NYC’s Pulaski Day Parade

This past weekend was the annual celebration of a long-lasting New York City tradition: the Pulaski Day Parade. Founded 80 years ago, the Pulaski Day Parade celebrates General Casimir Pulaski, an American Revolutionary War hero. After meeting Benjamin Franklin in Paris, the Polish general traveled to North America to fight with the Continental Army against the British. Eventually, after distinguishing himself in support of George Washington’s forces on more than one occasion, the Continental Congress gave Pulaski charge of the first American cavalry. Today, New York City’s Pulaski Day Parade celebrates both Pulaski’s contributions to American independence and Polish-American citizens in the New York City metropolitan area.

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Unsurprisingly, then, the parade begins with this float featuring General Pulaski (or his look-alike).

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This year, the parade’s theme was “Polish-American Youth, in Honor of World Youth Day, Krakow, Poland.” And there were plenty of children and teenagers (as well as adults) in the parade, including some dressed in traditional Polish clothing and Polish scouts.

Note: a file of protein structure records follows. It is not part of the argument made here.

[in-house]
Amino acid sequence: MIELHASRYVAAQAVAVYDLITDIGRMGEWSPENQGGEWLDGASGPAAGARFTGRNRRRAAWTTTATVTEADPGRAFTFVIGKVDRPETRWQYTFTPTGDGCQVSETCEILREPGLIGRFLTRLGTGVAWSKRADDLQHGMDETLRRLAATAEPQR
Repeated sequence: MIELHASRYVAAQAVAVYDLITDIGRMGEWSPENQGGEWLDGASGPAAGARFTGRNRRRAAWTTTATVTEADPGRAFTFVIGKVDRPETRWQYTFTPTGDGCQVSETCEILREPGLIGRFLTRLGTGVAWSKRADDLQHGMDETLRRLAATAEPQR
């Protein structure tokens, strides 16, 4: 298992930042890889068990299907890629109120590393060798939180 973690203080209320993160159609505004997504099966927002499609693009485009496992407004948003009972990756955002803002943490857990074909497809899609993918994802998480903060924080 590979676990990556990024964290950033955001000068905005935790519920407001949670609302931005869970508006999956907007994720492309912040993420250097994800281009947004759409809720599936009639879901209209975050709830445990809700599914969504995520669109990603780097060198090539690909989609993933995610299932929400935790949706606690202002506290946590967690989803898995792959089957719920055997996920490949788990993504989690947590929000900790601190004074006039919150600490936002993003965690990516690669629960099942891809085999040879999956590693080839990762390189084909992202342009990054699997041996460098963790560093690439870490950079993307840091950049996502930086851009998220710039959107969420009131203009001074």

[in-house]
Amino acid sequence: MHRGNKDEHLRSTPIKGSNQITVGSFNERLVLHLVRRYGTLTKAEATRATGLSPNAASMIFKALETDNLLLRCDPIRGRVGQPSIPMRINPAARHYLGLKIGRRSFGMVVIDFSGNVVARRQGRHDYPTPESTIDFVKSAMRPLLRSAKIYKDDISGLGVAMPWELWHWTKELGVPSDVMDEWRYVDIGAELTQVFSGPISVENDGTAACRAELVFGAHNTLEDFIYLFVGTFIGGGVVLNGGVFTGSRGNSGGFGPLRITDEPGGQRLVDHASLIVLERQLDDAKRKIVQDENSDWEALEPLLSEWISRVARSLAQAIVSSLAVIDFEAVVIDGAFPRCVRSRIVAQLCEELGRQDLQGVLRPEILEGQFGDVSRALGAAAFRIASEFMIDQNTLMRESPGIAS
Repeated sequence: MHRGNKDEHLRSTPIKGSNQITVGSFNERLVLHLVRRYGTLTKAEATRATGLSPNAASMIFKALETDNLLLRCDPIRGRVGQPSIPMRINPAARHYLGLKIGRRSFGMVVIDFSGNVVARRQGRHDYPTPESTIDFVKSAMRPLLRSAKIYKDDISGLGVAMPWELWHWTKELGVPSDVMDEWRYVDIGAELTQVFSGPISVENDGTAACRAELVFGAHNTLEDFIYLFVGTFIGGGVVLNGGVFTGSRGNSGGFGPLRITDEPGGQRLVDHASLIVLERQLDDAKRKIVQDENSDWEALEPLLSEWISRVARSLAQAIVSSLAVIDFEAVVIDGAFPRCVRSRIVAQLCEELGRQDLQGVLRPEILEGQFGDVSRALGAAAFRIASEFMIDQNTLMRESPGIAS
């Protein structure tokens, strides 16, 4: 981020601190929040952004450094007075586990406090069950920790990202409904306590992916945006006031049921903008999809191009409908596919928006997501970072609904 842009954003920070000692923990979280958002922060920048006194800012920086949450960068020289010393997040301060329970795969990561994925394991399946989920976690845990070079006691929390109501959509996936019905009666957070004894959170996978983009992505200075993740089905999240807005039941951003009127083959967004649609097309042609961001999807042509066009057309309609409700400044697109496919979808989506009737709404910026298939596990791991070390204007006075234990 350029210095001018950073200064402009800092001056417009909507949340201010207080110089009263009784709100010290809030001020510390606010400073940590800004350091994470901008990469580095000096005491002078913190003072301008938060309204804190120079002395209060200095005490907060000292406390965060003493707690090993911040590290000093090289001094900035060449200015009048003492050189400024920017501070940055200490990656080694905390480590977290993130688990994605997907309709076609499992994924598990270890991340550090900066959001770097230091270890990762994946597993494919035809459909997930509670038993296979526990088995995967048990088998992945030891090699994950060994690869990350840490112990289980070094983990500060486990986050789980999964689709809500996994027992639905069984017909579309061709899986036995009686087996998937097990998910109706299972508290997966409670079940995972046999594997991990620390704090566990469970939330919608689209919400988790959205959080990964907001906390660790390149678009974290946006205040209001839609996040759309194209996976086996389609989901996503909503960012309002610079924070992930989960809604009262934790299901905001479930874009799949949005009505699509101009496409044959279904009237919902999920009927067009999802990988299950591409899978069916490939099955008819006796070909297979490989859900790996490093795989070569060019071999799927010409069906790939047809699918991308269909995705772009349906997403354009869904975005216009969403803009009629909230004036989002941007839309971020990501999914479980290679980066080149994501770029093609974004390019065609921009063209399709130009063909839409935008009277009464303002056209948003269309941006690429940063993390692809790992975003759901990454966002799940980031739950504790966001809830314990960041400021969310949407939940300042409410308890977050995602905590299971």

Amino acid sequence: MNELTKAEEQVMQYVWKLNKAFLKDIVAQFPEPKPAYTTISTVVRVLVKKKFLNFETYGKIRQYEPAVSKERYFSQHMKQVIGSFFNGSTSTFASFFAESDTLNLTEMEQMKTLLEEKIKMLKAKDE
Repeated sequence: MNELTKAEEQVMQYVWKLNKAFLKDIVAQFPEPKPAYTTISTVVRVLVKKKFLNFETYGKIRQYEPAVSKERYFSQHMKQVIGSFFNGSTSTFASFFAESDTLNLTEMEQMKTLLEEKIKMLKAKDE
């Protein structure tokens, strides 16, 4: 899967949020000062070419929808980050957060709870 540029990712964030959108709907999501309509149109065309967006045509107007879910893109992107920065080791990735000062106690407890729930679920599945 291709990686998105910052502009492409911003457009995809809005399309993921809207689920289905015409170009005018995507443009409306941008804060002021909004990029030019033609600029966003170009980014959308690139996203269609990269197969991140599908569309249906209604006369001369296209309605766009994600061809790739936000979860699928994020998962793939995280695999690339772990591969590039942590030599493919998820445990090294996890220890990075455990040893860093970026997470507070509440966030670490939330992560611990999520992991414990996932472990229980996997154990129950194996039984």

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Parade float celebrating World Youth Day

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There were also a number of Polish and Polish-American veterans organizations in the parade.

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And, like all parades, bystanders also saw numerous NYC police officers and fire fighters and marching bands.

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A few final miscellaneous photos from this year’s Pulaski Day Parade:

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Honoring Pulaski, who died on October 11, 1779 in the Battle of Savannah, the parade is held in early October each year. The parade marches its way up Fifth Avenue from 39th Street to 56th Street.

10 thoughts on “NYC’s Pulaski Day Parade

    1. Sometimes I think that immigrants and their descendants in NYC hold on to some of the traditional things like these costumes more than people do in their own countries – it may be a way to hold on to memories and family connections. I see them at parades and festivals throughout the city regularly, and it definitely makes it fun!

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